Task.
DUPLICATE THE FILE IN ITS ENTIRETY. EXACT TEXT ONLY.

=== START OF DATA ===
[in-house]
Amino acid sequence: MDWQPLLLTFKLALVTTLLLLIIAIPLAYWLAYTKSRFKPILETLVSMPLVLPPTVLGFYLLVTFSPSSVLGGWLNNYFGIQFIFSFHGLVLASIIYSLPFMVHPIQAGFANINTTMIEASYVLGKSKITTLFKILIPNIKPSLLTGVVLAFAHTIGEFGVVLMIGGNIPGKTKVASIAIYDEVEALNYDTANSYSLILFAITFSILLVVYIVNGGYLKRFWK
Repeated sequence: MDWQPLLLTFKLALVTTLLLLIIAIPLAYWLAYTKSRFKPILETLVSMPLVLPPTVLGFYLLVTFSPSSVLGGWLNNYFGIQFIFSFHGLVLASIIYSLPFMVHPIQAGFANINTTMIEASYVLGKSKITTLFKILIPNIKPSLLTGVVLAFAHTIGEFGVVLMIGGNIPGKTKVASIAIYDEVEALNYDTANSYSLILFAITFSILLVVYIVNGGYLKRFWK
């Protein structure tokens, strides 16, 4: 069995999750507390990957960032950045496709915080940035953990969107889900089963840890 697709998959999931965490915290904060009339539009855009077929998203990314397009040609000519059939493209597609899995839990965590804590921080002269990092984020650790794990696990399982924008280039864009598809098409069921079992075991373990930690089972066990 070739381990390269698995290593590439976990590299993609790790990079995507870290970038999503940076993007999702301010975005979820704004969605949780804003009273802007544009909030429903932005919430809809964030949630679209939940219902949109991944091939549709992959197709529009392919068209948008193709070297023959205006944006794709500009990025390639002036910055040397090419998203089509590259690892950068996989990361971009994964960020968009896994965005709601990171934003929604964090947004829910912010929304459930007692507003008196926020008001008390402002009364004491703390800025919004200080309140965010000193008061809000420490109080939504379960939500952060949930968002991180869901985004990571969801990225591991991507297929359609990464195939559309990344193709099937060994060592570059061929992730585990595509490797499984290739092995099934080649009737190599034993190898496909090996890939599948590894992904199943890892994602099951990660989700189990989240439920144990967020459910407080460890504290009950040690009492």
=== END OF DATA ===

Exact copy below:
[in-house]
Amino acid sequence: MDWQPLLLTFKLALVTTLLLLIIAIPLAYWLAYTKSRFKPILETLVSMPLVLPPTVLGFYLLVTFSPSSVLGGWLNNYFGIQFIFSFHGLVLASIIYSLPFMVHPIQAGFANINTTMIEASYVLGKSKITTLFKILIPNIKPSLLTGVVLAFAHTIGEFGVVLMIGGNIPGKTKVASIAIYDEVEALNYDTANSYSLILFAITFSILLVVYIVNGGYLKRFWK
Repeated sequence: MDWQPLLLTFKLALVTTLLLLIIAIPLAYWLAYTKSRFKPILETLVSMPLVLPPTVLGFYLLVTFSPSSVLGGWLNNYFGIQFIFSFHGLVLASIIYSLPFMVHPIQAGFANINTTMIEASYVLGKSKITTLFKILIPNIKPSLLTGVVLAFAHTIGEFGVVLMIGGNIPGKTKVASIAIYDEVEALNYDTANSYSLILFAITFSILLVVYIVNGGYLKRFWK
């Protein structure tokens, strides 16, 4: 069995999750507390990957960032950045496709915080940035953990969107889900089963840890 697709998959999931965490915290904060009339539009855009077929998203990314397009040609000519059939493209597609899995839990965590804590921080002269990092984020650790794990696990399982924008280039864009598809098409069921079992075991373990930690089972066990 070739381990390269698995290593590439976990590299993609790790990079995507870290970038999503940076993007999702301010975005979820704004969605949780804003009273802007544009909030429903932005919430809809964030949630679209939940219902949109991944091939549709992959197709529009392919068209948008193709070297023959205006944006794709500009990025390639002036910055040397090419998203089509590259690892950068996989990361971009994964960020968009896994965005709601990171934003929604964090947004829910912010929304459930007692507003008196926020008001008390402002009364004491703390800025919004200080309140965010000193008061809000420490109080939504379960939500952060949930968002991180869901985004990571969801990225591991991507297929359609990464195939559309990344193709099937060994060592570059061929992730585990595509490797499984290739092995099934080649009737190599034993190898496909090996890939599948590894992904199943890892994602099951990660989700189990989240439920144990967020459910407080460890504290009950040690009492």